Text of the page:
Two undergraduate research assistants coded infants’ looking behaviors for 15 seconds of playtime leading up to the examiner’s feigned injury and for 15 seconds following the injury, while the examiner pretended to be in distress. Coding the two time blocks allowed us to evaluate differential relations between infants’ attentiveness to other people during play vs. attentiveness to a person in distress. We used behavioral coding software (The Observer 9.0 XT, NOLDUS) to mark onset and offset of infants’ fixation on the examiner’s face. An administration of the task was not coded if either segment of the task lasted less than 15 seconds, e.g. if the accompanying caregiver interrupted the task. The coders, unaware of the hypotheses of this study, double-coded 22 instances of baseline play and the distress-response task, representing approximately 24% of the current sample. Judgments were considered to be in agreement if both coders’ scored changes in the target of gaze to or away from the examiner’s face within one second of each other. Coders’ decisions were in agreement 92% of the time (Cohen’s κ = 0.82).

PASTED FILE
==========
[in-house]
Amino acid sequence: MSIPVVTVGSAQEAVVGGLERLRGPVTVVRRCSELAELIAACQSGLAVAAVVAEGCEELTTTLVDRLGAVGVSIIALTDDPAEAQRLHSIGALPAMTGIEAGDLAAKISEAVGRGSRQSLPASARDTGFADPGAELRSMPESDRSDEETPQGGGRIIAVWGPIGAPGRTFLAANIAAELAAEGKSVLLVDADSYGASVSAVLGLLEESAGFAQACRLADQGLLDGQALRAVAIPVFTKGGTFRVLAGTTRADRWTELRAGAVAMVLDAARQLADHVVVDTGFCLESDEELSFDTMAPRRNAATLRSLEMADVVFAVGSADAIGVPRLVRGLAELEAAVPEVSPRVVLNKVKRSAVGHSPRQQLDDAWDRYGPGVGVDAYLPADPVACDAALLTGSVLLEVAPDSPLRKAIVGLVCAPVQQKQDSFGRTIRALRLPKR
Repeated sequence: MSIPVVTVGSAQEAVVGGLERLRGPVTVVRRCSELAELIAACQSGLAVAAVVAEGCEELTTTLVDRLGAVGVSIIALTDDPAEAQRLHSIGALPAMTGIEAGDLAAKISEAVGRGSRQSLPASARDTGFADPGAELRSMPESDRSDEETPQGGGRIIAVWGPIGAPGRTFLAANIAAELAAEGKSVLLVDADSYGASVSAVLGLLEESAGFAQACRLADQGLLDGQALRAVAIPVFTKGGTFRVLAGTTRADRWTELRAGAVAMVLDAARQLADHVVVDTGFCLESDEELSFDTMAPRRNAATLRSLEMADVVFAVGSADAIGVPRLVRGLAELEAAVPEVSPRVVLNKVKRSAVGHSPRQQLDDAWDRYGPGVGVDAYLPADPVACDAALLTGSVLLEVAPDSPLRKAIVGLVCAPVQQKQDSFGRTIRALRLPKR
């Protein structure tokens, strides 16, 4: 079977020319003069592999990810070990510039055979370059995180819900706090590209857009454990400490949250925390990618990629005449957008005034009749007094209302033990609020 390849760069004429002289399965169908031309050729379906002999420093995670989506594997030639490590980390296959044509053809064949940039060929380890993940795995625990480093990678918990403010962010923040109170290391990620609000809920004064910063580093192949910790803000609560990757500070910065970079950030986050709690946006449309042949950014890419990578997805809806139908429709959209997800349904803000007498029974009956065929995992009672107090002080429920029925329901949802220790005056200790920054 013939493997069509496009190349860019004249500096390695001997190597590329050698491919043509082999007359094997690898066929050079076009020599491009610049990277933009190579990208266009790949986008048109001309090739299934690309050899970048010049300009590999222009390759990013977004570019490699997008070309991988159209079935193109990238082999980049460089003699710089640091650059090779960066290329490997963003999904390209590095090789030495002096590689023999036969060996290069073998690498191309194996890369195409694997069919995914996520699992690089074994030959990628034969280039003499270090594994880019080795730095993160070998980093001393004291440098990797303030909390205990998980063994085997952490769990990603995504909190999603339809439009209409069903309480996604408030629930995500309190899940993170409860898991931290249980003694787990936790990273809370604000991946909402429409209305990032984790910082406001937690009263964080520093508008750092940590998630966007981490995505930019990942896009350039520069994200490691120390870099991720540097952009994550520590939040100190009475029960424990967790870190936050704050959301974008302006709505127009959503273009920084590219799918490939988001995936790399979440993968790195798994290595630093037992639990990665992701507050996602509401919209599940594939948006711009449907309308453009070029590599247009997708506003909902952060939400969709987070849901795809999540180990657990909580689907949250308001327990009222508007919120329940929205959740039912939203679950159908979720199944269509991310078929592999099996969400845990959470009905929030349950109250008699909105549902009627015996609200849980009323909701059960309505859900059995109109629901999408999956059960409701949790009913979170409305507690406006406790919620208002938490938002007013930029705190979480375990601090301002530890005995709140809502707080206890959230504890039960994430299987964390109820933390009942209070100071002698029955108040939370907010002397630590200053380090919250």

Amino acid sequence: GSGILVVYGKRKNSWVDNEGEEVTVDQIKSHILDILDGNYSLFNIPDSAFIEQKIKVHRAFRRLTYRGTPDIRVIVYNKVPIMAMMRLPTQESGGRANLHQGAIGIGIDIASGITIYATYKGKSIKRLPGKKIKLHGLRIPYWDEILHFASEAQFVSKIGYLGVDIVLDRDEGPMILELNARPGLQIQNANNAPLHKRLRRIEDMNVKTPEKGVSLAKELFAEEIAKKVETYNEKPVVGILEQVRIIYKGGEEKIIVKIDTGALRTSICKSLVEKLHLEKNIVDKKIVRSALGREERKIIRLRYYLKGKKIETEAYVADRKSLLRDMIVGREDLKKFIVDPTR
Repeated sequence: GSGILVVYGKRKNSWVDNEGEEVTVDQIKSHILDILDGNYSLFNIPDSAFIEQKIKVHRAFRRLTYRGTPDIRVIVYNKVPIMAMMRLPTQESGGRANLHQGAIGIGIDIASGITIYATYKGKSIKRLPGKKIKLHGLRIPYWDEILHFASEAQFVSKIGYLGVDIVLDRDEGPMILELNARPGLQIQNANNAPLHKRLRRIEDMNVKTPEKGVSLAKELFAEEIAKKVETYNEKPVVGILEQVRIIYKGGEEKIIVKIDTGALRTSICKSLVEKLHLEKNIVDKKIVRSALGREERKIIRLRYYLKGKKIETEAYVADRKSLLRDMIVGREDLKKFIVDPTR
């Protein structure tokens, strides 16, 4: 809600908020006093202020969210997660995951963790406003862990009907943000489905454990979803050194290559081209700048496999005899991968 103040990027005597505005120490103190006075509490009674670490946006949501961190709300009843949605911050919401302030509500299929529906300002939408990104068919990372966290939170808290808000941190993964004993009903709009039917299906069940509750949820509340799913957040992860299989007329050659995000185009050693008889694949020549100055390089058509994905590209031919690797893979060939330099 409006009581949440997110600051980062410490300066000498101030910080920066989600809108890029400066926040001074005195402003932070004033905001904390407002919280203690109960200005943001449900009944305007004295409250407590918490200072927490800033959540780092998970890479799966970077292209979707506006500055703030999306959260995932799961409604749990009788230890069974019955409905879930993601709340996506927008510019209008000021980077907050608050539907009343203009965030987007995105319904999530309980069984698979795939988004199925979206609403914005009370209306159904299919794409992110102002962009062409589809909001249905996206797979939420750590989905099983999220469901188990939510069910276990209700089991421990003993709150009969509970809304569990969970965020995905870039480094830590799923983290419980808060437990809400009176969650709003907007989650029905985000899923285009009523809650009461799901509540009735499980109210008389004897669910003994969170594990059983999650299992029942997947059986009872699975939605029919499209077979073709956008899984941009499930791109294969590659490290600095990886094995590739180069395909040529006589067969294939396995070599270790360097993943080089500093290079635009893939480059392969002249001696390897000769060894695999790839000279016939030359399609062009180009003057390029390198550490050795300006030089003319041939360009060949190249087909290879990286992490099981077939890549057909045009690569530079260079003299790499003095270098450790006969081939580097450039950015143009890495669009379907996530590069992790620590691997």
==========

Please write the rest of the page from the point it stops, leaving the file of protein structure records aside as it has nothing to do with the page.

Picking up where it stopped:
Infants’ Affective Response to Distress was coded by a different team of coders using a global rating of the extent to which a child’s affective state changed relative to baseline in a manner suggestive of concern or distress. The coding system has been described in our earlier work (Hutman et al., 2010; Sigman, Kasari, Kwon & Yirmiya, 1992). Children’s affective responses to the examiner’s distress were scored on a four-point Likert scale. Scores were based on changes in infants’ facial expression reflecting concern or sadness, efforts to comfort the examiner, or to receive comfort from a parent. Infants who ignored the examiner entirely and those who attended to the examiner but did not demonstrate a change in affect that could be considered congruent with the affect displayed by the examiner received a score of 0 on the affect scale. A child received a score of 1 for a brief or subtle expression of distress or concern. A score of 2 reflected a clear change in affect, including an expression of distress or concern that could still not be considered a strong affective response. Infants whose responses to the examiner’s distress involved the offer of comfort to the examiner, seeking comfort for him or herself, or other strong indications of concern, worry, or distress received a score of 3. In a small number of cases, infants demonstrated an initial cheerful response to the examiner’s distress, followed by concern as if the seriousness of the injury was not immediately apparent. In these cases, the response was classified on the basis of the ultimate reaction to the examiner’s affective display.